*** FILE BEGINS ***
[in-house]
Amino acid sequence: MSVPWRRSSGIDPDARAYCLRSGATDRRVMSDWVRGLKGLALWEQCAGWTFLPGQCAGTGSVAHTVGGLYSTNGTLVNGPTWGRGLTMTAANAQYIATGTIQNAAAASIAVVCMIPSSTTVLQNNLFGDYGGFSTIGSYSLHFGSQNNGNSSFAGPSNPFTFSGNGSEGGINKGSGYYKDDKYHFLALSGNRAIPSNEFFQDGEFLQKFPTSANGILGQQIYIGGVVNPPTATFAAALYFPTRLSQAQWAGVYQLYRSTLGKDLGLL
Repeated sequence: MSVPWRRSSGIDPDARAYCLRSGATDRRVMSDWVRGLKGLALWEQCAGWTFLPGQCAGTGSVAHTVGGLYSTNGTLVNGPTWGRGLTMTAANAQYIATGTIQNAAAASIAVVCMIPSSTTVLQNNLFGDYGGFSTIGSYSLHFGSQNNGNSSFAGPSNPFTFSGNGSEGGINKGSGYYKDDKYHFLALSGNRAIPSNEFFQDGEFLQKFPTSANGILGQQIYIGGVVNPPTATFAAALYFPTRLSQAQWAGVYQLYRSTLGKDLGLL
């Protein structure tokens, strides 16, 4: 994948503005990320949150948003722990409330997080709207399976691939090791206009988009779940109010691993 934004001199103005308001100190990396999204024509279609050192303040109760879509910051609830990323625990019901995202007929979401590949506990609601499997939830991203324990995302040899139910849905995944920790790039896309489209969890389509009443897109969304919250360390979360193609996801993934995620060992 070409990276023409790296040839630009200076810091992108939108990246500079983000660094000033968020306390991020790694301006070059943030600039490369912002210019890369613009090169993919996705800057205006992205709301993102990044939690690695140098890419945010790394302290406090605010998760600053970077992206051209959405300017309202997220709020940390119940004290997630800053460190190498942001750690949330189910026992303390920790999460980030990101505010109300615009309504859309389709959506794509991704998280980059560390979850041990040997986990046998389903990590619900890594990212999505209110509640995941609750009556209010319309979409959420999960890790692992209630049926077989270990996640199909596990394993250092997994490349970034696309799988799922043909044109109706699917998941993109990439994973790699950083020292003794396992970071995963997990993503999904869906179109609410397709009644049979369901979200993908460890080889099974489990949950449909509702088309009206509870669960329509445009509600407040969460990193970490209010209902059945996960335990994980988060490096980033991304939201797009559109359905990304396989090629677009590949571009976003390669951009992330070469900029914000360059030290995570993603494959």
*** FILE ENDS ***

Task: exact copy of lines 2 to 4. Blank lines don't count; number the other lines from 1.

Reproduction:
Amino acid sequence: MSVPWRRSSGIDPDARAYCLRSGATDRRVMSDWVRGLKGLALWEQCAGWTFLPGQCAGTGSVAHTVGGLYSTNGTLVNGPTWGRGLTMTAANAQYIATGTIQNAAAASIAVVCMIPSSTTVLQNNLFGDYGGFSTIGSYSLHFGSQNNGNSSFAGPSNPFTFSGNGSEGGINKGSGYYKDDKYHFLALSGNRAIPSNEFFQDGEFLQKFPTSANGILGQQIYIGGVVNPPTATFAAALYFPTRLSQAQWAGVYQLYRSTLGKDLGLL
Repeated sequence: MSVPWRRSSGIDPDARAYCLRSGATDRRVMSDWVRGLKGLALWEQCAGWTFLPGQCAGTGSVAHTVGGLYSTNGTLVNGPTWGRGLTMTAANAQYIATGTIQNAAAASIAVVCMIPSSTTVLQNNLFGDYGGFSTIGSYSLHFGSQNNGNSSFAGPSNPFTFSGNGSEGGINKGSGYYKDDKYHFLALSGNRAIPSNEFFQDGEFLQKFPTSANGILGQQIYIGGVVNPPTATFAAALYFPTRLSQAQWAGVYQLYRSTLGKDLGLL
């Protein structure tokens, strides 16, 4: 994948503005990320949150948003722990409330997080709207399976691939090791206009988009779940109010691993 934004001199103005308001100190990396999204024509279609050192303040109760879509910051609830990323625990019901995202007929979401590949506990609601499997939830991203324990995302040899139910849905995944920790790039896309489209969890389509009443897109969304919250360390979360193609996801993934995620060992 070409990276023409790296040839630009200076810091992108939108990246500079983000660094000033968020306390991020790694301006070059943030600039490369912002210019890369613009090169993919996705800057205006992205709301993102990044939690690695140098890419945010790394302290406090605010998760600053970077992206051209959405300017309202997220709020940390119940004290997630800053460190190498942001750690949330189910026992303390920790999460980030990101505010109300615009309504859309389709959506794509991704998280980059560390979850041990040997986990046998389903990590619900890594990212999505209110509640995941609750009556209010319309979409959420999960890790692992209630049926077989270990996640199909596990394993250092997994490349970034696309799988799922043909044109109706699917998941993109990439994973790699950083020292003794396992970071995963997990993503999904869906179109609410397709009644049979369901979200993908460890080889099974489990949950449909509702088309009206509870669960329509445009509600407040969460990193970490209010209902059945996960335990994980988060490096980033991304939201797009559109359905990304396989090629677009590949571009976003390669951009992330070469900029914000360059030290995570993603494959």